With teamwork and commitment: thyssenkrupp executing €1.2 billion project in Hungary
Career at thyssenkrupp | Engineering | People at thyssenkrupp | thyssenkrupp worldwide | Under an order for the Hungarian MOL Group, thyssenkrupp Industrial Solutions is building a vast chemical complex in Tiszaújváros, Hungary, 160 kilometers east of the capital Budapest. Scheduled to start operation in 2021, the plant will produce around 200,000 tons of polyols annually. It’s not just the size of the complex that makes it unique in the region. It will also set new standards in terms of efficiency, eco-friendliness, and automation. Nine months after the foundation stone laying, the project is well on track despite the impact of the coronavirus crisis. Katarina Letkova and Tomasz Morawski are two of the employees making this gigantic project a success.
“The civil works are currently ongoing,” says Katarina Letkova. “Currently the project, even though experiencing some difficulties due to the global pandemic, is going well and we are all pushing it forward.” As mechanical completion coordinator, Katarina supports the site team in coordinating the construction and commissioning activities according to the defined sequence and priorities.
“I keep track of the completion status of current field activities, analyze time-critical activities, coordinate closely with the site team, and assist various departments and the site manager with preparatory work.”
Although she’s only been with thyssenkrupp Industrial Solutions since the beginning of 2020, the outgoing 32-year-old seems to have found her dream job. “Working in a multinational company is for me something I cannot even describe. I’m really grateful to be able to experience “project life”: traveling all around the world, learning new technologies, and improving in many different languages. Cultural diversity and many other things I can learn are only benefits making me want to continue in this industry.”
Outside work, too, there are advantages for thyssenkrupp employees, especially in Hungary. ‘There are many unforgettable places worth visiting. One of them is certainly the Hungarian capital, which is very close by,’ enthuses Katarina. Budapest, for Katarina “one of the most beautiful cities in Europe’, is less than a two-hour drive away. ‘Together with our colleagues, we discover the beauty of Hungarian nature and organize bicycle tours. International and dedicated team members make the time spent here pleasant and create a great atmosphere.’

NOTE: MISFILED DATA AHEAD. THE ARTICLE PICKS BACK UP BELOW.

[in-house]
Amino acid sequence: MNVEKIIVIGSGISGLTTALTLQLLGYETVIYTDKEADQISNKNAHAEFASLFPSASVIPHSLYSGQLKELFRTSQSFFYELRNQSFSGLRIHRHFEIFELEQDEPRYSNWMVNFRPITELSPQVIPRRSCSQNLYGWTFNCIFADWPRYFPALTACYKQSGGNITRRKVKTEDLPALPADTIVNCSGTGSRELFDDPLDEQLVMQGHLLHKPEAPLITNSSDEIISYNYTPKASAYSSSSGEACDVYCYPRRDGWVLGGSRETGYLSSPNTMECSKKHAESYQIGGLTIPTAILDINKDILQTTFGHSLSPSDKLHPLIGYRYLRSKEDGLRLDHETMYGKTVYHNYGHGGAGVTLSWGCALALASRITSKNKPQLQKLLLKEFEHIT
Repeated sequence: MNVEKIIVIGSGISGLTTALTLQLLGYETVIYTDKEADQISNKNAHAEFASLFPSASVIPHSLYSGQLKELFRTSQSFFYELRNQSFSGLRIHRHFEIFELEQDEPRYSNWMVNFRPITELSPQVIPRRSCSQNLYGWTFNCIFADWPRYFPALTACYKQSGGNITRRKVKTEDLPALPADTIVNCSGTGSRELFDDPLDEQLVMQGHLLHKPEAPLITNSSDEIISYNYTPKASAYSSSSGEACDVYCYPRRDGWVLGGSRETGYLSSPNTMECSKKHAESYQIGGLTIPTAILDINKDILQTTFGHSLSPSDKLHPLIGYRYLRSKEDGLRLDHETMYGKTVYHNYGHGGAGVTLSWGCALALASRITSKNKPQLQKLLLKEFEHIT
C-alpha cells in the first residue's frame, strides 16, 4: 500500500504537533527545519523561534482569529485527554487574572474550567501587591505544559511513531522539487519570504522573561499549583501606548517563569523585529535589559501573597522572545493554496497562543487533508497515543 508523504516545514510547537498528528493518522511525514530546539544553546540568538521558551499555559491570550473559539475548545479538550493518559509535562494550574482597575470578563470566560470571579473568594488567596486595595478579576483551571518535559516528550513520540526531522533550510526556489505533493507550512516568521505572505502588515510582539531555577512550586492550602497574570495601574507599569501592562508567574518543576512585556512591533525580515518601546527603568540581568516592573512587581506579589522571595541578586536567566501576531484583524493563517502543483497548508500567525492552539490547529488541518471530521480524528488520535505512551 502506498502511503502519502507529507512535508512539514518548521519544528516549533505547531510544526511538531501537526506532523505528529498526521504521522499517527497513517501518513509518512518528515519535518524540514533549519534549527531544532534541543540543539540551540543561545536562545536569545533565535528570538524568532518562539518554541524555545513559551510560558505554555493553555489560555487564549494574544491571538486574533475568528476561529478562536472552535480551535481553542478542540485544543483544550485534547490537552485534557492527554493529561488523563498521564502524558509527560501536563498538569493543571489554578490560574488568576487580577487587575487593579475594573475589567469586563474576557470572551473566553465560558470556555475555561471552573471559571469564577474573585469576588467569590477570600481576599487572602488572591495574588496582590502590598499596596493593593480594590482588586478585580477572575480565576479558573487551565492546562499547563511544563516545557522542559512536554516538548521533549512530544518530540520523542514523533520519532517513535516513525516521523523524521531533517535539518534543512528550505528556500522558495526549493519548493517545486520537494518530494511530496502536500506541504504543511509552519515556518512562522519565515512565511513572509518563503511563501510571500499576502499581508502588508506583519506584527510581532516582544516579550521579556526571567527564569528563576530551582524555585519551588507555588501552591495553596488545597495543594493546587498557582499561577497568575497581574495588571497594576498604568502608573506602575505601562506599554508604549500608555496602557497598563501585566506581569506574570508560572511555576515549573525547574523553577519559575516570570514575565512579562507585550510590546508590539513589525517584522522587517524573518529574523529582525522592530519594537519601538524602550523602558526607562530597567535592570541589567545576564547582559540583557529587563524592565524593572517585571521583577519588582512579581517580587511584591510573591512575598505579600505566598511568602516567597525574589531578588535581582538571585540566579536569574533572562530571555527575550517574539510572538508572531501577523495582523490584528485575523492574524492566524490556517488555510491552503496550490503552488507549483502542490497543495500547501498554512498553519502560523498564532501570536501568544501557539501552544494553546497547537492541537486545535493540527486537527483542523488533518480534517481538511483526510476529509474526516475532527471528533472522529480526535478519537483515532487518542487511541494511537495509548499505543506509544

Like Katarina Letkova, Tomasz Morawski also joined the company only recently. The project in Hungary is his first with thyssenkrupp Industrial Solutions. As a trained welding engineer and non-destructive testing inspector, Tomasz has the job of supervising welding works during tank fabrication on site. “My role in the project is essential for ensuring the quality of fabrication at every stage of production,” says Tomasz. “It is crucial that we carry out quality checks and corrections continuously as it is the only way to ensure that the final product meets expectations. In my work, I combine my previous experience and diverse university background in order to support the project.”
Young, dynamic, successful
And despite being only 29 years of age, Tomasz has experience in spades. “I have worked on diverse large-scale projects, including power stations, energy from waste projects, combined heat and power plants, filters, tanks, and work on various pipeline systems.” Also, Tomasz really does have a surprisingly broad university education. He has a Master of Engineering in welding engineering, a Bachelor of Engineering in material science, and a BA in Russian studies.
Identification and commitment
The quality expert can therefore well judge the importance of such a big and complex project. The MOL Group, a leading international oil and gas company, is investing altogether 1.2 billion euros in the new plant complex, which is being built on a 550,000 square meter site. “It is MOL’s largest-ever organic investment, which makes me very proud to be a part of it,” says the engineer.